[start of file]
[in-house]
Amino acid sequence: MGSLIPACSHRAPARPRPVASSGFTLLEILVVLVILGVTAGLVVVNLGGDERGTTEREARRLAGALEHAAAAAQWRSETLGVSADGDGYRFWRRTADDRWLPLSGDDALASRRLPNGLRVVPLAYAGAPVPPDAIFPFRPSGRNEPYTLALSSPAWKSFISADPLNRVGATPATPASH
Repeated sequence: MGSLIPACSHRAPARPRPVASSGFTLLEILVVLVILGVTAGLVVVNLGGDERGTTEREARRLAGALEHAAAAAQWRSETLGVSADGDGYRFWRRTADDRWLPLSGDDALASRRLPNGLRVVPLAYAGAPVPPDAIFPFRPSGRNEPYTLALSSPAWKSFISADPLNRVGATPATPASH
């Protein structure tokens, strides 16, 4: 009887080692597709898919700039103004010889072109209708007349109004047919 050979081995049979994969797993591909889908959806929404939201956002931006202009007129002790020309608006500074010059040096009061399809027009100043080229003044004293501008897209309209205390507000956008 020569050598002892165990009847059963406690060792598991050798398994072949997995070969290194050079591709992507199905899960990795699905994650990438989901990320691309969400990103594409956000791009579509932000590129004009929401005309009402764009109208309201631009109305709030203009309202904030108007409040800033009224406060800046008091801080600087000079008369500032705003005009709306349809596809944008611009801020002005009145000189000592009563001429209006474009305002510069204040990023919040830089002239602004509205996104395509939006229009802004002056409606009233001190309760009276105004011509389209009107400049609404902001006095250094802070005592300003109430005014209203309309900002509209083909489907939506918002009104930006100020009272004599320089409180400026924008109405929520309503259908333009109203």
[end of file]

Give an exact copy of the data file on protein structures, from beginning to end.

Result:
[in-house]
Amino acid sequence: MGSLIPACSHRAPARPRPVASSGFTLLEILVVLVILGVTAGLVVVNLGGDERGTTEREARRLAGALEHAAAAAQWRSETLGVSADGDGYRFWRRTADDRWLPLSGDDALASRRLPNGLRVVPLAYAGAPVPPDAIFPFRPSGRNEPYTLALSSPAWKSFISADPLNRVGATPATPASH
Repeated sequence: MGSLIPACSHRAPARPRPVASSGFTLLEILVVLVILGVTAGLVVVNLGGDERGTTEREARRLAGALEHAAAAAQWRSETLGVSADGDGYRFWRRTADDRWLPLSGDDALASRRLPNGLRVVPLAYAGAPVPPDAIFPFRPSGRNEPYTLALSSPAWKSFISADPLNRVGATPATPASH
């Protein structure tokens, strides 16, 4: 009887080692597709898919700039103004010889072109209708007349109004047919 050979081995049979994969797993591909889908959806929404939201956002931006202009007129002790020309608006500074010059040096009061399809027009100043080229003044004293501008897209309209205390507000956008 020569050598002892165990009847059963406690060792598991050798398994072949997995070969290194050079591709992507199905899960990795699905994650990438989901990320691309969400990103594409956000791009579509932000590129004009929401005309009402764009109208309201631009109305709030203009309202904030108007409040800033009224406060800046008091801080600087000079008369500032705003005009709306349809596809944008611009801020002005009145000189000592009563001429209006474009305002510069204040990023919040830089002239602004509205996104395509939006229009802004002056409606009233001190309760009276105004011509389209009107400049609404902001006095250094802070005592300003109430005014209203309309900002509209083909489907939506918002009104930006100020009272004599320089409180400026924008109405929520309503259908333009109203």